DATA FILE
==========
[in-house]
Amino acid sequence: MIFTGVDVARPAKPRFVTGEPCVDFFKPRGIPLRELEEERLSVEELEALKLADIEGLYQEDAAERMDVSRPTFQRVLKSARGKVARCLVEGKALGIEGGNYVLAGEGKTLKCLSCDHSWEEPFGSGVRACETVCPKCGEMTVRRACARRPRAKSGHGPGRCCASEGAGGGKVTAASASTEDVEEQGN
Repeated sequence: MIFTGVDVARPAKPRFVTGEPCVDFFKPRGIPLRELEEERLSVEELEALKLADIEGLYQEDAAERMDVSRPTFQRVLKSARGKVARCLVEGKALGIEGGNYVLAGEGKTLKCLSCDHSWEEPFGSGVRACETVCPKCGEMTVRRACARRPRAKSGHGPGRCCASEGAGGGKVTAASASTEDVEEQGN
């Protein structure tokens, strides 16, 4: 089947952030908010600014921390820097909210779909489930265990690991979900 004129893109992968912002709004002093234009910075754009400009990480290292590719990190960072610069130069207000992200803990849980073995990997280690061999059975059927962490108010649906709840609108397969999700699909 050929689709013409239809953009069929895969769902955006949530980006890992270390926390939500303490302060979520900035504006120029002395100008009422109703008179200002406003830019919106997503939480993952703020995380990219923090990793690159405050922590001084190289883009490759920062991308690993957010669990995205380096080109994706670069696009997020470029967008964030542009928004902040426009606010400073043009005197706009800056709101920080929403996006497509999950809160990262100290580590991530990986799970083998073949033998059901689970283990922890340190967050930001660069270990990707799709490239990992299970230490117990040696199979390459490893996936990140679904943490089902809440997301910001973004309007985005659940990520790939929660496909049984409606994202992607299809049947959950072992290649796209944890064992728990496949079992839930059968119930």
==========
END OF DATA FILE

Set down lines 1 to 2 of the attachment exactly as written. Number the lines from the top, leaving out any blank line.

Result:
[in-house]
Amino acid sequence: MIFTGVDVARPAKPRFVTGEPCVDFFKPRGIPLRELEEERLSVEELEALKLADIEGLYQEDAAERMDVSRPTFQRVLKSARGKVARCLVEGKALGIEGGNYVLAGEGKTLKCLSCDHSWEEPFGSGVRACETVCPKCGEMTVRRACARRPRAKSGHGPGRCCASEGAGGGKVTAASASTEDVEEQGN